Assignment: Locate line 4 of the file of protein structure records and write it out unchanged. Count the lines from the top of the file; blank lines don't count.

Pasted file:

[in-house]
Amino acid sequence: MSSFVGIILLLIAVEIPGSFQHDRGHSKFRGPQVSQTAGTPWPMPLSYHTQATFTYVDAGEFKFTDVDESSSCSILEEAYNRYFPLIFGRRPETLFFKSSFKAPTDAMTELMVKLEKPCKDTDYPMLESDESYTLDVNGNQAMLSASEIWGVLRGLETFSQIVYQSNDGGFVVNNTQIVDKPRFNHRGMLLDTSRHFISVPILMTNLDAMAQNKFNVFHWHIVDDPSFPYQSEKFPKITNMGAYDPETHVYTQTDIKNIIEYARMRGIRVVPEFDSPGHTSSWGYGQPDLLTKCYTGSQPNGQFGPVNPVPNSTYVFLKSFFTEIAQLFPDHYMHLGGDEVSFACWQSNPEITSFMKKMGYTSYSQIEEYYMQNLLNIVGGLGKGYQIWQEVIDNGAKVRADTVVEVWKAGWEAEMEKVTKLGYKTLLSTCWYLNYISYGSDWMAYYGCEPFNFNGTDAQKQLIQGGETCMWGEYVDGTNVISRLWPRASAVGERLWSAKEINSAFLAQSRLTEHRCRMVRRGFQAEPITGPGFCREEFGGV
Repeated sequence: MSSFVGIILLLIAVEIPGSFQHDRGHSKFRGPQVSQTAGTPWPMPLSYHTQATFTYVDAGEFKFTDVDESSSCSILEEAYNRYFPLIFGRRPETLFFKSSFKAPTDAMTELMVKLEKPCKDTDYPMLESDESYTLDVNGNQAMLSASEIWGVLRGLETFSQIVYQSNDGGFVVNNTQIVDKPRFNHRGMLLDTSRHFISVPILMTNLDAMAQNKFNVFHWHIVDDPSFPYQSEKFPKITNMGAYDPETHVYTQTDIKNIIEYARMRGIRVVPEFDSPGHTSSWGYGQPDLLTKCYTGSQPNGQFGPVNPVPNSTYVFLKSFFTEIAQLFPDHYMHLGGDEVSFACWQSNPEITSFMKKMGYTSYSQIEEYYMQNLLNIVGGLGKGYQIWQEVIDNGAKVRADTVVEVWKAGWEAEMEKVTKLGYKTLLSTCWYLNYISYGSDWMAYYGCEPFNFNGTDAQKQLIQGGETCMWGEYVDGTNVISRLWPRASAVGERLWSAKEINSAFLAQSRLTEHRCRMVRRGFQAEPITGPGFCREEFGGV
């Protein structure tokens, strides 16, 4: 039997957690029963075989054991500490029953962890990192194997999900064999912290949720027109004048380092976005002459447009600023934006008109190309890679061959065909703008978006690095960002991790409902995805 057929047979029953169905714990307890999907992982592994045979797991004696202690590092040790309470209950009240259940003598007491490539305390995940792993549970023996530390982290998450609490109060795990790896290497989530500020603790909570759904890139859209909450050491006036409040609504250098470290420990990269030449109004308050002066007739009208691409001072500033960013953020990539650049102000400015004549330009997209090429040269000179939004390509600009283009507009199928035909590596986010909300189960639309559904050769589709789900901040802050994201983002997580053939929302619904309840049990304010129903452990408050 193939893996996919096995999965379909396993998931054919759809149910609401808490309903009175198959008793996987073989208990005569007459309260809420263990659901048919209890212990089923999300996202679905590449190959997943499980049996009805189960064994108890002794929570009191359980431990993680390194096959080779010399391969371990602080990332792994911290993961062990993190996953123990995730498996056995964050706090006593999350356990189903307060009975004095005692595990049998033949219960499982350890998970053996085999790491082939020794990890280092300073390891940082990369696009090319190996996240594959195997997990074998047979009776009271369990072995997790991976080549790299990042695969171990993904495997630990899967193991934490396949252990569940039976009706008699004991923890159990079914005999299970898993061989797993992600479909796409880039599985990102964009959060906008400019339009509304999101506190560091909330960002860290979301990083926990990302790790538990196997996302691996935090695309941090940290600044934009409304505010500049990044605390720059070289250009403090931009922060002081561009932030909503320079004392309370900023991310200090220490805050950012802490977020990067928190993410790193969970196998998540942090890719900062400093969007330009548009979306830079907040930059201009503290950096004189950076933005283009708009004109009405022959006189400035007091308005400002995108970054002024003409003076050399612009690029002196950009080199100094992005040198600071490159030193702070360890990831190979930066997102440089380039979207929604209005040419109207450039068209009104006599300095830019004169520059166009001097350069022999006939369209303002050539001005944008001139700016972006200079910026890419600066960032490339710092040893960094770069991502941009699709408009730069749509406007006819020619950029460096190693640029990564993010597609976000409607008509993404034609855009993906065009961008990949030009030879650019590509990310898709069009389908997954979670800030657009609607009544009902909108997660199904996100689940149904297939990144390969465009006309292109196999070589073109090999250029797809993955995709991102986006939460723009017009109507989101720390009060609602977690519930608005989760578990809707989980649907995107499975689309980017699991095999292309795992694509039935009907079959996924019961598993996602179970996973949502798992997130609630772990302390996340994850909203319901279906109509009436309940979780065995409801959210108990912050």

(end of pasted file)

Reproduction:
């Protein structure tokens, strides 16, 4: 039997957690029963075989054991500490029953962890990192194997999900064999912290949720027109004048380092976005002459447009600023934006008109190309890679061959065909703008978006690095960002991790409902995805 057929047979029953169905714990307890999907992982592994045979797991004696202690590092040790309470209950009240259940003598007491490539305390995940792993549970023996530390982290998450609490109060795990790896290497989530500020603790909570759904890139859209909450050491006036409040609504250098470290420990990269030449109004308050002066007739009208691409001072500033960013953020990539650049102000400015004549330009997209090429040269000179939004390509600009283009507009199928035909590596986010909300189960639309559904050769589709789900901040802050994201983002997580053939929302619904309840049990304010129903452990408050 193939893996996919096995999965379909396993998931054919759809149910609401808490309903009175198959008793996987073989208990005569007459309260809420263990659901048919209890212990089923999300996202679905590449190959997943499980049996009805189960064994108890002794929570009191359980431990993680390194096959080779010399391969371990602080990332792994911290993961062990993190996953123990995730498996056995964050706090006593999350356990189903307060009975004095005692595990049998033949219960499982350890998970053996085999790491082939020794990890280092300073390891940082990369696009090319190996996240594959195997997990074998047979009776009271369990072995997790991976080549790299990042695969171990993904495997630990899967193991934490396949252990569940039976009706008699004991923890159990079914005999299970898993061989797993992600479909796409880039599985990102964009959060906008400019339009509304999101506190560091909330960002860290979301990083926990990302790790538990196997996302691996935090695309941090940290600044934009409304505010500049990044605390720059070289250009403090931009922060002081561009932030909503320079004392309370900023991310200090220490805050950012802490977020990067928190993410790193969970196998998540942090890719900062400093969007330009548009979306830079907040930059201009503290950096004189950076933005283009708009004109009405022959006189400035007091308005400002995108970054002024003409003076050399612009690029002196950009080199100094992005040198600071490159030193702070360890990831190979930066997102440089380039979207929604209005040419109207450039068209009104006599300095830019004169520059166009001097350069022999006939369209303002050539001005944008001139700016972006200079910026890419600066960032490339710092040893960094770069991502941009699709408009730069749509406007006819020619950029460096190693640029990564993010597609976000409607008509993404034609855009993906065009961008990949030009030879650019590509990310898709069009389908997954979670800030657009609607009544009902909108997660199904996100689940149904297939990144390969465009006309292109196999070589073109090999250029797809993955995709991102986006939460723009017009109507989101720390009060609602977690519930608005989760578990809707989980649907995107499975689309980017699991095999292309795992694509039935009907079959996924019961598993996602179970996973949502798992997130609630772990302390996340994850909203319901279906109509009436309940979780065995409801959210108990912050």